Sunday, April 05, 2009

Emotional adoption?

Having no kids of my own, and with my nieces & nephews living a plane ride away, I tend to "adopt" the people around me. And the longer I've known you and the better we get along, the more likely you are to get the "mother hen" treatment. I try conscientiously not to do that at work but in the theater, and with the church group I've been singing with for umpteen years (I've known the kids since before they were born), well, it's so hard not to fuss over them. Some of my theater friends have learned to humor me when I start fixing their costumes, bless their hearts. And when we're all singing, playing, dancing, partying..., it's great. I don't have family living nearby, so they become my family - gotta love it! :)

(It's spring, I just spent too much money at the garden center today and planted a flat of impatiens - I'm in a good mood, what can I say?)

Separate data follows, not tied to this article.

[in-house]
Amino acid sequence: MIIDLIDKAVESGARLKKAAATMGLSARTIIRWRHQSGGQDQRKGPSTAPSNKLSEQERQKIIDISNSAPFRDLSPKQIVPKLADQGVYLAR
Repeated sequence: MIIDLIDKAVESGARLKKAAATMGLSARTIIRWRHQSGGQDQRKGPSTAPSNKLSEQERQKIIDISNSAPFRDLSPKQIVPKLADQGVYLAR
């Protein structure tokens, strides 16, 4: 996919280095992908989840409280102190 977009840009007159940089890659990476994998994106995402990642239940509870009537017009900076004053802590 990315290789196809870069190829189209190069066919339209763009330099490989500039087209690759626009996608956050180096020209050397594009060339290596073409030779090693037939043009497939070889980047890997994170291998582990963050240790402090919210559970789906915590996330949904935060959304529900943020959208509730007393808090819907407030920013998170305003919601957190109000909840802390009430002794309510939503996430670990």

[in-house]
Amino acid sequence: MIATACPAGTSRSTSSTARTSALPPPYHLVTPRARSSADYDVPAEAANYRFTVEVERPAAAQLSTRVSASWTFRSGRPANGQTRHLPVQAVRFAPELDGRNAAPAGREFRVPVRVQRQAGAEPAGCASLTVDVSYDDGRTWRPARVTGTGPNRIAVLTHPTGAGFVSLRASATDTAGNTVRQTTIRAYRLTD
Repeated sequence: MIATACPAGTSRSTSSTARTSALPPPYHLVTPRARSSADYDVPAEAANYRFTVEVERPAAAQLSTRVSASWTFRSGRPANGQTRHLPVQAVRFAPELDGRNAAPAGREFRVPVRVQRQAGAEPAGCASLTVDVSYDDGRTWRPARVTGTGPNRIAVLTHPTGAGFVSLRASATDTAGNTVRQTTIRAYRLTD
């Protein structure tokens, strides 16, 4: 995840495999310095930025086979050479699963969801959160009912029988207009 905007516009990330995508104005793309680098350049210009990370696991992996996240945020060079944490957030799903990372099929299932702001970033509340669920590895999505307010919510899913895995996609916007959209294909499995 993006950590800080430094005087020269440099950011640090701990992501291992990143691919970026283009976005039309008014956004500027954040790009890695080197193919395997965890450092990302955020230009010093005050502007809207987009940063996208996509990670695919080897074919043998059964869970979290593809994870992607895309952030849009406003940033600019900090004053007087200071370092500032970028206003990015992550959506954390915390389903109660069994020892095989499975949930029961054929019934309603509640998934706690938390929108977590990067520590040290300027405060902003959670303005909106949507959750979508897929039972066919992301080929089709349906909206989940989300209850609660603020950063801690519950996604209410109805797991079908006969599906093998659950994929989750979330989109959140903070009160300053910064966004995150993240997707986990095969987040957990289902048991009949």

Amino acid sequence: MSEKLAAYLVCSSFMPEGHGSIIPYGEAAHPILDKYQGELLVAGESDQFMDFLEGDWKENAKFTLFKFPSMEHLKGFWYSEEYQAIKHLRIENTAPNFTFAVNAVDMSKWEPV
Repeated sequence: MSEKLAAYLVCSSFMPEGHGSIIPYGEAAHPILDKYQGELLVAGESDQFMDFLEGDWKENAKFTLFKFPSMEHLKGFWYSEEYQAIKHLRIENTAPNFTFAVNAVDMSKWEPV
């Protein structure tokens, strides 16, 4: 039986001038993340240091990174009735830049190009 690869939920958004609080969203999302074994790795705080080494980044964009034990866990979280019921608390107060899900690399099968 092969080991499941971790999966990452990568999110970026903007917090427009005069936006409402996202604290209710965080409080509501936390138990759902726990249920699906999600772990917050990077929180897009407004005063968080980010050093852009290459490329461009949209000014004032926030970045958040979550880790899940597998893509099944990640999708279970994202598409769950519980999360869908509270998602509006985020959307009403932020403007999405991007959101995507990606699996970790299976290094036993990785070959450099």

Friday, April 03, 2009

Chorus? or not?

I wasn't called back for Gondoliers, so now I'm waiting for the customary call offering me a slot in the chorus. The Chief would like to see me turn it down because I've been in the ensemble of just about every show I've done with this company. (The lone exceptions were the first time they did Merry Widow (lotsa dancing & one of the Grisettes) and Fledermaus, when I had a couple of lines as a guest at Orlovsky's party and had my "daughters" do their party pieces.

The Chief points out that I've had roles with other companies and I should continue to audition for other companies (which I'm doing) and to audition for straight plays rather than musicals (but it feels so weird to have no music!). He also would like to see me get back to having all my weekends free to go to the cabin or otherwise do stuff together, instead of letting Gondoliers eat up all my weekends.

This could be tough - much as I love the music in Gondoliers, I do owe my long-suffering husband a few weekends, given how many of them Merry Widow ate up. Maybe I'll just help with costumes this time round, usher a performance or so, work run crew or something...